The unlying issue here is of course, that Apple showed absurd growth during the end of the 00s and they kept doing it for years. Whereas most company growth is only in spurts, Apple kept a consistent push going all the way through from the release of the iPhone to around Jobs’ death. And now they’re still growing, but they’re not growing fast enough. Wall St wants them to be pushing that 80% growth mark still, but since when has any company ever managed to do that? The answer is not one (that we know of at least).

Like an athelete who, due to a perfect storm of events, sets a near unbeatable record during one Olympics, Apple have raised the bar so high that they themselves can’t measure up in the long run. But that doesn’t mean they’re doomed, just returning to a more sustainable pattern of growth. Sure, it’s anti-climactic and a little disappointed, but what do you want? A flash in the pan, or a slow burn that lasts as long as you want it to?

$2.1 Trillion will be spent on IT in 2013 according to Forrester

2013-it-spending

The numbers are in folks, and IT looks like it’s only set to grow this year. Forrester just released their latest estimations of spend on IT, and the overall breakdown is that we are looking at around $2.1 Trillion spent by organisations around the world and that mobile apps are getting the heaviest investment.  The U.S. will also be the country leading the charge in investment in IT.  Gartner also recently released figures for the same subject but they had a much more optimistic view, pointing towards the higher figure of $3.7 Trillion.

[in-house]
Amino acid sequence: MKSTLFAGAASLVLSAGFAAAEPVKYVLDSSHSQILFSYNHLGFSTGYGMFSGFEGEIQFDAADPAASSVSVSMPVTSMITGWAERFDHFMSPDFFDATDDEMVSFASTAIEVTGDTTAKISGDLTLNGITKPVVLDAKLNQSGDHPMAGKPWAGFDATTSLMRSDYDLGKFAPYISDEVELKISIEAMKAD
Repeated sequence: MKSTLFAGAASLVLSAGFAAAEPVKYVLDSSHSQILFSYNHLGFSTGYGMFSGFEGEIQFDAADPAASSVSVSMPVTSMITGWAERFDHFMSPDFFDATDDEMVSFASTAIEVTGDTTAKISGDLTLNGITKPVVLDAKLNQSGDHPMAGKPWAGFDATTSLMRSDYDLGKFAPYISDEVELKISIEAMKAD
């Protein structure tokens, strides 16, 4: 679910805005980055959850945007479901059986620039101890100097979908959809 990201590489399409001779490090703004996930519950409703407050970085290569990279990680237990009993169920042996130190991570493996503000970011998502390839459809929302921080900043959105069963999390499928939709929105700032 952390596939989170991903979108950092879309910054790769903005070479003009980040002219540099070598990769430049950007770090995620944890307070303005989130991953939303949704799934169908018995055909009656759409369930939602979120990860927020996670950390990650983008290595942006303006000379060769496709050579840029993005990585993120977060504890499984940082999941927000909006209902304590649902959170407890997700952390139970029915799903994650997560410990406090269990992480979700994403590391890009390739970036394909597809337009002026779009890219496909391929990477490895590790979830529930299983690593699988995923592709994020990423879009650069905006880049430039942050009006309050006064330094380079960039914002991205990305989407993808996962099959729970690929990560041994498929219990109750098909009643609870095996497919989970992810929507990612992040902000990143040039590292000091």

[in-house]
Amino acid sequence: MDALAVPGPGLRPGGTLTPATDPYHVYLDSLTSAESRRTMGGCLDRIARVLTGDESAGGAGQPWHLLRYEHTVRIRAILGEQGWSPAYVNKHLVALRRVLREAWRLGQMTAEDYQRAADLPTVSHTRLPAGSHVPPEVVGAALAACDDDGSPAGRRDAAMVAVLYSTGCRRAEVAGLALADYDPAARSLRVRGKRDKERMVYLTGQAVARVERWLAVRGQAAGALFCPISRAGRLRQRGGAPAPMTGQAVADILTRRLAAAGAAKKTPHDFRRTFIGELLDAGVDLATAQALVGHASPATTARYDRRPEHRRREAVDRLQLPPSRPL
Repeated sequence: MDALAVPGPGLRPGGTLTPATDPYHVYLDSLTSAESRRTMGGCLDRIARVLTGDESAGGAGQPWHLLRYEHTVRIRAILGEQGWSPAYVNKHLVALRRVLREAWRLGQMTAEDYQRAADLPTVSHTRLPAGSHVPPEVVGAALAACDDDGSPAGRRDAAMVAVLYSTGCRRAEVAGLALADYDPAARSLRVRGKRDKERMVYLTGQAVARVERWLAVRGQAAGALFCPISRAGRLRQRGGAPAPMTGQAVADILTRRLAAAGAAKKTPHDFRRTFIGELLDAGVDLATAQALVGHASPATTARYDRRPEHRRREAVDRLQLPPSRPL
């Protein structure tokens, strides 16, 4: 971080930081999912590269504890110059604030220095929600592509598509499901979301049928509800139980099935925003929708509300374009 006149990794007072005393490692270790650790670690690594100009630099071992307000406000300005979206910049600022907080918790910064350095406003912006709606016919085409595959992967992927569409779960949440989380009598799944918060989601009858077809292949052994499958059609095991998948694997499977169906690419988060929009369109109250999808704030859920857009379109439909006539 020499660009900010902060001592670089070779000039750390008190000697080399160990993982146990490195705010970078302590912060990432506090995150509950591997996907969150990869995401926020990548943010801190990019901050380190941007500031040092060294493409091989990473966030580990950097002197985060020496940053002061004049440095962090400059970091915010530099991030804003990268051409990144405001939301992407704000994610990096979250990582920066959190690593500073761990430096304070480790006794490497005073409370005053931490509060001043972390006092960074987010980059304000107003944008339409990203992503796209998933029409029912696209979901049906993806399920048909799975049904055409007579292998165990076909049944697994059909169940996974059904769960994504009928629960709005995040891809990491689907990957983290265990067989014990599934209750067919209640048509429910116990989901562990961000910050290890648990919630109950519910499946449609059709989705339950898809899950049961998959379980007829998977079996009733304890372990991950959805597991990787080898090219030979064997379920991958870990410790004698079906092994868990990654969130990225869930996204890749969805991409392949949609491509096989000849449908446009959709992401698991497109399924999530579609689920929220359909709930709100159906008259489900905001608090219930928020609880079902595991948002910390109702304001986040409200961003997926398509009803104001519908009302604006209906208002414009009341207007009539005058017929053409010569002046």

The U.S. is looking stronger now currency wise and this is having a knock on effect on its position in the spending chart, with the stronger US dollar allowing them more financial muscle globally. The continuing recession in the EU and China’s now inevitable economic growth slow down are also aiding this current strength in the IT market.

Overall, the two main trends to be taken away from this are as follows:

Software is big

Out of that estimated $2.1 Trillion, software makes up a sizeable chunk, equating to something along the lines of $542 billion. “Software is where most of the big changes in technology are taking place,” writes Bartels, one of the writers involved in the report. This is something of a two part evolution. SaaS (software as a service) is becoming the new model for many major software developers, for example Adobe’s new Creative Cloud subscription service that has replaced their one time purchase model. The second part is mobile apps. Out of the entire spending on IT, apps are seeing a massive investment of over $230 billion alone. This, of course, bodes well for app developers out there.

Apple and tablets are where hardware is going

As we recently reported, the PC market is shrinking fast, and even though it’s still currently the biggest market in IT hardware, it’s fading out. If you’re looking for growth, of course you should look to Apple and tablets, with the iPad being the most significant merger between the two. Apple will be taking $14 billion more this year than last from the iPad and tablet market, whilst the tablet market itself will grow by a very noticable 36% or $21 billion.

So if you’re investing in IT, the way to go is Apple, tablets, SaaS and apps. If you’re already an app developer, you’ll be pleased to know that you’re on the right track. And as service providers, at Kumulos we’re pleased to provide you with a Mobile Backend as a Service that is designed to help your apps and you stay ahead of the curve and to get you a slice of that big IT investment pie.